Many people who have been lucky enough to experience the natural beauty and excitement of game drives in the Kruger National Park, will understand that most of its wonder and glory comes from being at the right place-at the right time. This would be the case for my friend Robyn and I on that fateful September day.
We had been in the park for a few days already and on this particular morning we decided to drive from Satara camp through to Olifants. In the Kruger Park it is known that the early bird catches the worm – so eagerly we set off with the first rays of day break. Driving down the H1-4 tar road from Satara we had our first incredible sighting within 10 minutes of leaving our camp. In the middle of the road ahead of us was a pack of painted wolves, also known as hunting dogs – chasing a wildebeest just off the road. Painted wolves are endangered species and a very rare sighting to witness in the park. We watched in amazement as the pack ran circles around the lone wildebeest. We watched on in amazement at their techniques and strategies – they have a reputation for incredible teamwork. Once the pack circled the wildebeest a few times they seemed to lose interest in this prey and decided to go after something less risky and of a smaller size, a steenbok. Though we did not witness the hunt, moments later the pack emerged again with the remains of the much smaller steenbok. Watching the pack finally dash off into the bush left us feeling amazed at having witnessed this brilliant behavior from such a rare carnivore. In the distance a herd of elephants grazed on oblivious to the packs activity and we continued on our journey to Olifants camp.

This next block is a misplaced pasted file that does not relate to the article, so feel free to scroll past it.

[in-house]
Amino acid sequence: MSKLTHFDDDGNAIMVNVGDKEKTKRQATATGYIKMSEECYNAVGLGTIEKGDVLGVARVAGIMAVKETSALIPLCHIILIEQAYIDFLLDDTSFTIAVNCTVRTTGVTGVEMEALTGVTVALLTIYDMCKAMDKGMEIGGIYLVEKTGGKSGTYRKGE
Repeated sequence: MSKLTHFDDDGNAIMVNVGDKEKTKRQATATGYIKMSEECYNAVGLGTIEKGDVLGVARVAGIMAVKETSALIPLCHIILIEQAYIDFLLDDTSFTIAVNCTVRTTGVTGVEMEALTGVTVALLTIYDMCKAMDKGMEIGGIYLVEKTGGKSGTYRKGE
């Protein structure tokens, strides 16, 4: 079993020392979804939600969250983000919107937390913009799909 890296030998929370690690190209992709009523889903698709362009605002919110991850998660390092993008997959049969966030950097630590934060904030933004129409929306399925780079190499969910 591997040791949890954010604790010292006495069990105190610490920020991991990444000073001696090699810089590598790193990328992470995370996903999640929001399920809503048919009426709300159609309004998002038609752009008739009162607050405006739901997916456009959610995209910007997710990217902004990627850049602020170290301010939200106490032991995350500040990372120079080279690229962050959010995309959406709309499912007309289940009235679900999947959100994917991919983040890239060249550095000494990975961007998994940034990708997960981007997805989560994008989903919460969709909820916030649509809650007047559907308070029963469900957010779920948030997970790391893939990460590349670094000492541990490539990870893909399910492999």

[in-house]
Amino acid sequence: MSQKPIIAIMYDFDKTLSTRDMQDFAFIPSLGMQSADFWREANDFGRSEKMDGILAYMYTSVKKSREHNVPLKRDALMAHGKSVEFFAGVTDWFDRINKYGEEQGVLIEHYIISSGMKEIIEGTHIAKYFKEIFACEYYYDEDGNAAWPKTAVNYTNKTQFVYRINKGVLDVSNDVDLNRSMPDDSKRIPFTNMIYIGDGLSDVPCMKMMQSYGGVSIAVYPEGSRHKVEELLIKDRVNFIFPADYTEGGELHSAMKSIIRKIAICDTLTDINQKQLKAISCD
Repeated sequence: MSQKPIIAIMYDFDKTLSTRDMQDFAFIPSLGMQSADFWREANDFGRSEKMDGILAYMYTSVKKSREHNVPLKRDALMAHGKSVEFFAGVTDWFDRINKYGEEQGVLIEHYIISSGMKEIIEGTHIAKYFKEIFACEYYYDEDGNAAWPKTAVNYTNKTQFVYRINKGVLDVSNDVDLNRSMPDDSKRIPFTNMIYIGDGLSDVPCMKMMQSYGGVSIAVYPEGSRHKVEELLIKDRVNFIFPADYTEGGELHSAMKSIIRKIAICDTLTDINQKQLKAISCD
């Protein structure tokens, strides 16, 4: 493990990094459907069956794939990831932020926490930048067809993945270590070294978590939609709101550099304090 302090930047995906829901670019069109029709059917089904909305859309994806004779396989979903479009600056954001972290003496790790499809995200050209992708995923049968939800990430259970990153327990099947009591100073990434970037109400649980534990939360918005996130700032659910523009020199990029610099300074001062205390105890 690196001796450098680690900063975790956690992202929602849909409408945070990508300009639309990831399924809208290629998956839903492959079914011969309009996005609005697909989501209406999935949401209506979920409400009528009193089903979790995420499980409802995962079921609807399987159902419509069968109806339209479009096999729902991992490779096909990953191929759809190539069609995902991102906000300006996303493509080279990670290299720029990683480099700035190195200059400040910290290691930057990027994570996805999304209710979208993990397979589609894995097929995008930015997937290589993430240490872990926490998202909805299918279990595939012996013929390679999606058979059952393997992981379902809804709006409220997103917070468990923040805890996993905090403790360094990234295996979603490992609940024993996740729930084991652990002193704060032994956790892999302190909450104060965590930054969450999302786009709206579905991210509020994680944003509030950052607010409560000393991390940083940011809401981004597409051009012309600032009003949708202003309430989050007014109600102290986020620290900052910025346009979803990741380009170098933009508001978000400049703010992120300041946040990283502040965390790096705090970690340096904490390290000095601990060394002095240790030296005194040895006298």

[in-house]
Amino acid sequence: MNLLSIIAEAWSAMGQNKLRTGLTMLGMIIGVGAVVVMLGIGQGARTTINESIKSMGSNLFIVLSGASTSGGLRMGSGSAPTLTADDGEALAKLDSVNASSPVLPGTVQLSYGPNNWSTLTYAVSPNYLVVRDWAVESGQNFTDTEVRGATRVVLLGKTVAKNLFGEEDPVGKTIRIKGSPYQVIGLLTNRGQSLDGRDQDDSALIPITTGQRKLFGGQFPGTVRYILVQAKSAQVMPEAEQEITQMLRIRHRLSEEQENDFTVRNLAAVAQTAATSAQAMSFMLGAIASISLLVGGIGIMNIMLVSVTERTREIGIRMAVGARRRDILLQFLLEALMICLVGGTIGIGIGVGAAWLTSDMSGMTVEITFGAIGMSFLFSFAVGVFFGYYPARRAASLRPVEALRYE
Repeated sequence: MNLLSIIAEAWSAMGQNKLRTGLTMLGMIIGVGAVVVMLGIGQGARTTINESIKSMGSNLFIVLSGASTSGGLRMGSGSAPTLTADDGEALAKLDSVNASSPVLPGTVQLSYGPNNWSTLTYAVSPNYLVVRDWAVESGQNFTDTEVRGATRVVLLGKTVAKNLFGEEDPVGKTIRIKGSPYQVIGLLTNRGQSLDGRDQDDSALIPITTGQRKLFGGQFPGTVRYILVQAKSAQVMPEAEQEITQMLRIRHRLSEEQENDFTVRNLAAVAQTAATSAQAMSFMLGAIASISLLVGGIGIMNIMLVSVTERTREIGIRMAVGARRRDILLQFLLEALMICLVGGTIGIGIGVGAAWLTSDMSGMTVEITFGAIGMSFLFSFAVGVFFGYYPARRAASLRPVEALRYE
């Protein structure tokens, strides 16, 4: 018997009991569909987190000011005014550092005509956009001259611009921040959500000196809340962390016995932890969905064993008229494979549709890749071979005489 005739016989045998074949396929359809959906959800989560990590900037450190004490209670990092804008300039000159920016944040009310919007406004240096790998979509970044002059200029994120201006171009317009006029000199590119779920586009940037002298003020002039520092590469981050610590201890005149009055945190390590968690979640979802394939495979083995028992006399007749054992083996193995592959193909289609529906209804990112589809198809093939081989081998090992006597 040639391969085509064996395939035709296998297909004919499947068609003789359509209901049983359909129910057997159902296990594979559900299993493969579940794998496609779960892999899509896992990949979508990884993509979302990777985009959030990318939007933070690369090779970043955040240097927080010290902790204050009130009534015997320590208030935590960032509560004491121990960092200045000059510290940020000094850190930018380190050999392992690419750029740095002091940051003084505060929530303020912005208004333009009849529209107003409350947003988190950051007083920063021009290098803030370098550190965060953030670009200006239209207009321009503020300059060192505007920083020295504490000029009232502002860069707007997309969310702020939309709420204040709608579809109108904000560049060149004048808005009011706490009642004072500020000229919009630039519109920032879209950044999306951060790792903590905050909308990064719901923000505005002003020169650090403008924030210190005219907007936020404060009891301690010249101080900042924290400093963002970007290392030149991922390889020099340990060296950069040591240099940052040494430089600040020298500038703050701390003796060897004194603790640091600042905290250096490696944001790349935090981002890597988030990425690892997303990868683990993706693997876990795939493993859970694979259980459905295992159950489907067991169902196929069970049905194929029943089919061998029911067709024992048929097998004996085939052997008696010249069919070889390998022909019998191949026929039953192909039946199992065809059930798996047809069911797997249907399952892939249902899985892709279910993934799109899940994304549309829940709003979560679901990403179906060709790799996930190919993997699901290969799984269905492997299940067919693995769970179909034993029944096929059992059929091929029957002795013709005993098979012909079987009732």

A few kilometers ahead on our H1-4 road, at Ntomeni dam we came across two magnificent big male lions with large manes laying down near the water. They were very relaxed and in no hurry to go anywhere. I remember the rays of early morning sun shining beautifully off their golden coats. Seeing male lions in the park has always been a favorite of mine. We spent a few quiet minutes admiring these two incredible animals before continuing on our way.
Next we decided to take a new river road up to the S-89 as a route to Olifants camp. As we took this one-way turn off we came across another remarkable sighting up in a Boer Bean tree. We first noticed two cars parked to the left of the road, and much excitement in them with people looking up into the dense canopy of the tree. When we looked closer we noticed a female leopard feeding on the last remains of an impala kill which she had pulled high into the tree. Once again- we were thrilled and filled with excitement. We hurriedly got our cameras out and took many photos to capture this striking Kruger scene. With little warning, the leopard started to move and in what seemed like a single agile movement, she slunk down the tree trunk close to where the vehicles were parked and vanished – something these mysterious cats are so well known for. Later, having showed one of the photos we captured of her to a field guide friend, he had mentioned he believes she may have cubs as he pointed out the subtle suckle marks she had around her nipples – an hint that she may have had very small cubs nearby. Reflecting on the sighting, I remember how elegantly she moved – the perfect balance of grace and strength and then this powerful animal disappearing, as if by magic. We continued on our adventure along the dirt road that had led us here. What an incredible morning drive it had been so far! Could it possibly get any better?
As we bounced along on our winding river trail we reached the junction of the S-89 & S-90 – here we noticed a few cars pulled over looking at something on the right side of an open clearing. We quickly got our binoculars out and started scanning the trees, bushes and ground for any sign of movement. It did not take long for us to notice a pride of lions. We re-positioned the vehicle to get a better look and noticed they had a kill – a large buffalo bull, lying on its side.
This drive from Satara camp up to the S-90 provided us with a range of incredible sightings. Not only did we manage to see 5 of the “Magnificent 7”, but we still had the entire day ahead of us to explore even further into the park as this had all unfolded even before our breakfast stop. These 65 minutes of Kruger magic will forever be my proof that in Kruger- the early bird catches the worm!